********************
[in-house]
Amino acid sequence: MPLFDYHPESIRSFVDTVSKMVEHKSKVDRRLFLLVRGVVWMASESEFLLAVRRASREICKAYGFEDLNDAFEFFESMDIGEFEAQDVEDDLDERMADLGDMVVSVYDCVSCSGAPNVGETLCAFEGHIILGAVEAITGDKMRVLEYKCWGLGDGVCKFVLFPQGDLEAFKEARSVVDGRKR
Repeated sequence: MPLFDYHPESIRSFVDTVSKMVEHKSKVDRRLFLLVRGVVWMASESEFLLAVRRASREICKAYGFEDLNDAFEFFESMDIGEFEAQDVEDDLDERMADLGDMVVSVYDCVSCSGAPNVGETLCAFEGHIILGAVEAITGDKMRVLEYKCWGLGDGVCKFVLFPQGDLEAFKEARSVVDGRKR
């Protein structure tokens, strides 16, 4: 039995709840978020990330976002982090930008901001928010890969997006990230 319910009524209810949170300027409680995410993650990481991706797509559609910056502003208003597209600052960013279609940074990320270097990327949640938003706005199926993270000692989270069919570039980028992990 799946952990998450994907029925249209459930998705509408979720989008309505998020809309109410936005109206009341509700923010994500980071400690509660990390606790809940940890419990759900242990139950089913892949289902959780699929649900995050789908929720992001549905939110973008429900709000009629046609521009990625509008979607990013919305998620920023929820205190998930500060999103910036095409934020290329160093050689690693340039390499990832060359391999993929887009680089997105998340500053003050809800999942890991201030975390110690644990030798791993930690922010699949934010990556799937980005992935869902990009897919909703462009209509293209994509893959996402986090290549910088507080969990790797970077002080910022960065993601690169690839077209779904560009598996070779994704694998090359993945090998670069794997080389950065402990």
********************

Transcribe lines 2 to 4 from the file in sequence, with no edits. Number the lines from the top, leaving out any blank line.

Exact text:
Amino acid sequence: MPLFDYHPESIRSFVDTVSKMVEHKSKVDRRLFLLVRGVVWMASESEFLLAVRRASREICKAYGFEDLNDAFEFFESMDIGEFEAQDVEDDLDERMADLGDMVVSVYDCVSCSGAPNVGETLCAFEGHIILGAVEAITGDKMRVLEYKCWGLGDGVCKFVLFPQGDLEAFKEARSVVDGRKR
Repeated sequence: MPLFDYHPESIRSFVDTVSKMVEHKSKVDRRLFLLVRGVVWMASESEFLLAVRRASREICKAYGFEDLNDAFEFFESMDIGEFEAQDVEDDLDERMADLGDMVVSVYDCVSCSGAPNVGETLCAFEGHIILGAVEAITGDKMRVLEYKCWGLGDGVCKFVLFPQGDLEAFKEARSVVDGRKR
């Protein structure tokens, strides 16, 4: 039995709840978020990330976002982090930008901001928010890969997006990230 319910009524209810949170300027409680995410993650990481991706797509559609910056502003208003597209600052960013279609940074990320270097990327949640938003706005199926993270000692989270069919570039980028992990 799946952990998450994907029925249209459930998705509408979720989008309505998020809309109410936005109206009341509700923010994500980071400690509660990390606790809940940890419990759900242990139950089913892949289902959780699929649900995050789908929720992001549905939110973008429900709000009629046609521009990625509008979607990013919305998620920023929820205190998930500060999103910036095409934020290329160093050689690693340039390499990832060359391999993929887009680089997105998340500053003050809800999942890991201030975390110690644990030798791993930690922010699949934010990556799937980005992935869902990009897919909703462009209509293209994509893959996402986090290549910088507080969990790797970077002080910022960065993601690169690839077209779904560009598996070779994704694998090359993945090998670069794997080389950065402990």